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What is Persuasive Advertising?

Malcolm Tatum
By
Updated May 16, 2024
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Persuasive advertising is a component in an overall advertising strategy that seeks to entice consumers into purchasing specific goods or services, often by appealing to their emotions and general sensibilities. This particular advertising strategy is different from informative advertising, which essentially provides the customer with hard data about the nature and function of the product. With persuasive advertising, the assumption is that the consumer already understands the basic nature of the product, but needs to be convinced of the desirability and the benefits that set a particular product apart from the competition.

One of the more effective approaches to persuasive advertising is to focus on specific benefits of the product. While those same benefits may also be found with competing products, the idea is to convey that a given product provides that benefit in a way that is hard to find elsewhere. For example, advertising for a given shampoo may note that the product contains ingredients designed to nourish dry hair, leaving the hair shiny and manageable. Even though other products contain similar ingredients, this particular shampoo gains a reputation for being ideal for people with hair that is dry and brittle, and thus attracts a specific sector of consumers.

Another approach to persuasive advertising is to convey the perception that using a given product will help an individual be more successful with some area of his or her life. A brand of mouthwash may use media advertising to convey the message that using the product assures the breath is fresh for a longer period of time, and therefore helps to enhance the confidence of the user when interacting with other people. This same general approach is used with perfumes and colognes, where the advertising creates the perception that anyone who uses the product will be more attractive and socially successful.

It is important to note that persuasive advertising does not actually state that if the consumer uses a given product, the effect illustrated in the advertising will automatically take place. The idea is to convey the perception that there is a good chance that the consumer will experience some type of benefit that is similar to what is portrayed in the print ad or the television commercial. In fact, some examples of persuasive advertising go as far as to include a disclaimer that the situation displayed in the advertising is only an example, and not the only possible outcome. This approach is often used in advertising for legal firms, in that the disclaimer notes that the advertising does not imply that the services provided by the firm are necessarily superior to those provided by other legal firms.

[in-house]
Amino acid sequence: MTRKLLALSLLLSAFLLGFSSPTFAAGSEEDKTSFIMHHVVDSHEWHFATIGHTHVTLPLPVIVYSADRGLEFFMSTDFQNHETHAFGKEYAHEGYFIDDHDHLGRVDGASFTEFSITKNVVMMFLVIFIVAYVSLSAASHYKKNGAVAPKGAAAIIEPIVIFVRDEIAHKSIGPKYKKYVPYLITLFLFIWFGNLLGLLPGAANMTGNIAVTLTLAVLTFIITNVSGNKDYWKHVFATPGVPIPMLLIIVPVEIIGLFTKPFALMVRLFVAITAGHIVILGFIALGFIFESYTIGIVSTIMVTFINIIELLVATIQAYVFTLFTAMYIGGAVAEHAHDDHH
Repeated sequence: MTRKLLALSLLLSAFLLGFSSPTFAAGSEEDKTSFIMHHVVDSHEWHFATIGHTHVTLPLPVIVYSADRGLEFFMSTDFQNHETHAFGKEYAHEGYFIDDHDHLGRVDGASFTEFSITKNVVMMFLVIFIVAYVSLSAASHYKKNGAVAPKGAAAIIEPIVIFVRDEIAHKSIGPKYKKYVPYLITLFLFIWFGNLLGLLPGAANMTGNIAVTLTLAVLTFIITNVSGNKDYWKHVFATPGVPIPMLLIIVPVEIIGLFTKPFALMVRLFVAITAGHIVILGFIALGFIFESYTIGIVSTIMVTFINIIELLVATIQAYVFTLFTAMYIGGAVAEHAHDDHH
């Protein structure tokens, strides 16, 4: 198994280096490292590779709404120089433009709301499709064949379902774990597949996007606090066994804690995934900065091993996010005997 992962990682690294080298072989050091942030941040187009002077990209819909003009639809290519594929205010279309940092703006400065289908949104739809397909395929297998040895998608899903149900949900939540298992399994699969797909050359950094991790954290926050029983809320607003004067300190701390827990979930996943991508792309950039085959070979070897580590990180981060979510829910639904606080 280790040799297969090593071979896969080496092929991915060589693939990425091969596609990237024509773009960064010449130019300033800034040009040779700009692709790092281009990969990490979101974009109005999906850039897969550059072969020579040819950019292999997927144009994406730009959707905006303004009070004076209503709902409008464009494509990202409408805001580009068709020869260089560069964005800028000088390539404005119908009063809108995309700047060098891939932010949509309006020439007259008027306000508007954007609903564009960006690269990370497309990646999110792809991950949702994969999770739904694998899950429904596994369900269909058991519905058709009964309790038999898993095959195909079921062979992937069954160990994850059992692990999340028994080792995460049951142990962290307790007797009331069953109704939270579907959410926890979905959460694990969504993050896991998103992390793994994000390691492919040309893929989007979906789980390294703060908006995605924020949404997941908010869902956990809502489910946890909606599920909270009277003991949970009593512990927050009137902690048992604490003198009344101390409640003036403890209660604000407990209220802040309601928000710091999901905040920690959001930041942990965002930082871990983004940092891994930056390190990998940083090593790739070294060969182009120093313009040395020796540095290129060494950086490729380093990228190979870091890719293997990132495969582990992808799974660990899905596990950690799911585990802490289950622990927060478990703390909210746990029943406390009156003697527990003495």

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Malcolm Tatum
By Malcolm Tatum
Malcolm Tatum, a former teleconferencing industry professional, followed his passion for trivia, research, and writing to become a full-time freelance writer. He has contributed articles to a variety of print and online publications, including SmartCapitalMind, and his work has also been featured in poetry collections, devotional anthologies, and newspapers. When not writing, Malcolm enjoys collecting vinyl records, following minor league baseball, and cycling.
Discussion Comments
By DentalFloss — On Jan 17, 2011

These techniques do not always improve advertising effectiveness. In fact, I think many people, myself included, are less likely to buy a product if it is clear that they are being especially persuasive.

By afterall — On Jan 14, 2011

There are many persuasive techniques in advertising. These include fantasy- the idea that your life will somehow improve by using it-, nostalgia, and of course the bandwagon idea that everyone else is using it and you should not let yourself get left behind. Similarly, there has also been an increase in ads which use the opposite idea, that your status will be higher than others because you can be one of the "first" to use a certain product, making you stand out ahead of others.

By widget2010 — On Jan 12, 2011

Most modern advertisements are almost entirely persuasive. This includes both subliminal advertising and more obvious forms of persuasion. For example, most food advertisements try to sound informational, but use many persuasive words and images. A lot of kids' product ads are subliminal also.

Malcolm Tatum
Malcolm Tatum
Malcolm Tatum, a former teleconferencing industry professional, followed his passion for trivia, research, and writing...
Learn more
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